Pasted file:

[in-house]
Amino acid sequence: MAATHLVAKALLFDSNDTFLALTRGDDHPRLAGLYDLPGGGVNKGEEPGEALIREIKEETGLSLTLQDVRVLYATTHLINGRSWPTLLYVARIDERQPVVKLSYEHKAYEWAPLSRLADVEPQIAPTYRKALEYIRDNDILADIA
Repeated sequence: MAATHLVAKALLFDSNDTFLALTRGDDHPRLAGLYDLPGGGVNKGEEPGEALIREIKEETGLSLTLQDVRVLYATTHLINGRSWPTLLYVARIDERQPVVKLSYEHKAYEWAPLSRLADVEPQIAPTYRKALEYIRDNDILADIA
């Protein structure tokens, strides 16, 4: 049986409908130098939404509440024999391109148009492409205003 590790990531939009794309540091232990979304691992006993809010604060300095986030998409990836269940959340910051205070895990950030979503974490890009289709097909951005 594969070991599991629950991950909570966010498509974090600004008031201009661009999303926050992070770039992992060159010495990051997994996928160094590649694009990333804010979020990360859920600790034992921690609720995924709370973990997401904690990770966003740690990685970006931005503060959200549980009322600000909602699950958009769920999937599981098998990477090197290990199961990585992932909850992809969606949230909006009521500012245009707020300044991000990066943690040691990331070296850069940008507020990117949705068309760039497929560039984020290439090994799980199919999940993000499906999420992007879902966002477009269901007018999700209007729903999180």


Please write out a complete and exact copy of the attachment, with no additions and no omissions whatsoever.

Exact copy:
[in-house]
Amino acid sequence: MAATHLVAKALLFDSNDTFLALTRGDDHPRLAGLYDLPGGGVNKGEEPGEALIREIKEETGLSLTLQDVRVLYATTHLINGRSWPTLLYVARIDERQPVVKLSYEHKAYEWAPLSRLADVEPQIAPTYRKALEYIRDNDILADIA
Repeated sequence: MAATHLVAKALLFDSNDTFLALTRGDDHPRLAGLYDLPGGGVNKGEEPGEALIREIKEETGLSLTLQDVRVLYATTHLINGRSWPTLLYVARIDERQPVVKLSYEHKAYEWAPLSRLADVEPQIAPTYRKALEYIRDNDILADIA
């Protein structure tokens, strides 16, 4: 049986409908130098939404509440024999391109148009492409205003 590790990531939009794309540091232990979304691992006993809010604060300095986030998409990836269940959340910051205070895990950030979503974490890009289709097909951005 594969070991599991629950991950909570966010498509974090600004008031201009661009999303926050992070770039992992060159010495990051997994996928160094590649694009990333804010979020990360859920600790034992921690609720995924709370973990997401904690990770966003740690990685970006931005503060959200549980009322600000909602699950958009769920999937599981098998990477090197290990199961990585992932909850992809969606949230909006009521500012245009707020300044991000990066943690040691990331070296850069940008507020990117949705068309760039497929560039984020290439090994799980199919999940993000499906999420992007879902966002477009269901007018999700209007729903999180």